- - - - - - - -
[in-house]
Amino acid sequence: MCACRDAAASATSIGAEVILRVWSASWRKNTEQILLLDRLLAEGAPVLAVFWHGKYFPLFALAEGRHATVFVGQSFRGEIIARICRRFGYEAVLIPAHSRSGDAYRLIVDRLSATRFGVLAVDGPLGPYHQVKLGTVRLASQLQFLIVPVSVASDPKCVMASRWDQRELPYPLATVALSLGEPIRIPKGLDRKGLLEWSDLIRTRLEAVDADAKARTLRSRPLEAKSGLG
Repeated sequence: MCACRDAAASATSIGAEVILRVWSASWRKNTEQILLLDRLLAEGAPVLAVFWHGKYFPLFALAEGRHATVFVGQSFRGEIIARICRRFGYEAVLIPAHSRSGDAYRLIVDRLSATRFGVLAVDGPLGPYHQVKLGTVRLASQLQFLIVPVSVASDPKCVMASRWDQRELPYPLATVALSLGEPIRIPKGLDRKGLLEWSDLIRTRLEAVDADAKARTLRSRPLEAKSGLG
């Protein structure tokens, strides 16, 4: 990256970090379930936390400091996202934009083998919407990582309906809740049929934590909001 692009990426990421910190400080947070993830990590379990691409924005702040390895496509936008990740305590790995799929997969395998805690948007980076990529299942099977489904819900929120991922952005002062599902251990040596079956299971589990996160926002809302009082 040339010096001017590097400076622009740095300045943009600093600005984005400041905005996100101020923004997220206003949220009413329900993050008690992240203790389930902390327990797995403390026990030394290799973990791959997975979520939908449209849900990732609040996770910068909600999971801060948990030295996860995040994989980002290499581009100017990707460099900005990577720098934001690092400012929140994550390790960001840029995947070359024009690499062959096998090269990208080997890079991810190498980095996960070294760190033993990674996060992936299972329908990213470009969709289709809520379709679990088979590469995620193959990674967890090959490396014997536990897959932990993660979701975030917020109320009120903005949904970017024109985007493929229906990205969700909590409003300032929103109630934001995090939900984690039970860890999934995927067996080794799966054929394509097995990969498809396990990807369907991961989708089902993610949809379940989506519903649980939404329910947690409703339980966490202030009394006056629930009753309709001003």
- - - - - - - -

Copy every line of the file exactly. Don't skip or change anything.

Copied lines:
[in-house]
Amino acid sequence: MCACRDAAASATSIGAEVILRVWSASWRKNTEQILLLDRLLAEGAPVLAVFWHGKYFPLFALAEGRHATVFVGQSFRGEIIARICRRFGYEAVLIPAHSRSGDAYRLIVDRLSATRFGVLAVDGPLGPYHQVKLGTVRLASQLQFLIVPVSVASDPKCVMASRWDQRELPYPLATVALSLGEPIRIPKGLDRKGLLEWSDLIRTRLEAVDADAKARTLRSRPLEAKSGLG
Repeated sequence: MCACRDAAASATSIGAEVILRVWSASWRKNTEQILLLDRLLAEGAPVLAVFWHGKYFPLFALAEGRHATVFVGQSFRGEIIARICRRFGYEAVLIPAHSRSGDAYRLIVDRLSATRFGVLAVDGPLGPYHQVKLGTVRLASQLQFLIVPVSVASDPKCVMASRWDQRELPYPLATVALSLGEPIRIPKGLDRKGLLEWSDLIRTRLEAVDADAKARTLRSRPLEAKSGLG
């Protein structure tokens, strides 16, 4: 990256970090379930936390400091996202934009083998919407990582309906809740049929934590909001 692009990426990421910190400080947070993830990590379990691409924005702040390895496509936008990740305590790995799929997969395998805690948007980076990529299942099977489904819900929120991922952005002062599902251990040596079956299971589990996160926002809302009082 040339010096001017590097400076622009740095300045943009600093600005984005400041905005996100101020923004997220206003949220009413329900993050008690992240203790389930902390327990797995403390026990030394290799973990791959997975979520939908449209849900990732609040996770910068909600999971801060948990030295996860995040994989980002290499581009100017990707460099900005990577720098934001690092400012929140994550390790960001840029995947070359024009690499062959096998090269990208080997890079991810190498980095996960070294760190033993990674996060992936299972329908990213470009969709289709809520379709679990088979590469995620193959990674967890090959490396014997536990897959932990993660979701975030917020109320009120903005949904970017024109985007493929229906990205969700909590409003300032929103109630934001995090939900984690039970860890999934995927067996080794799966054929394509097995990969498809396990990807369907991961989708089902993610949809379940989506519903649980939404329910947690409703339980966490202030009394006056629930009753309709001003």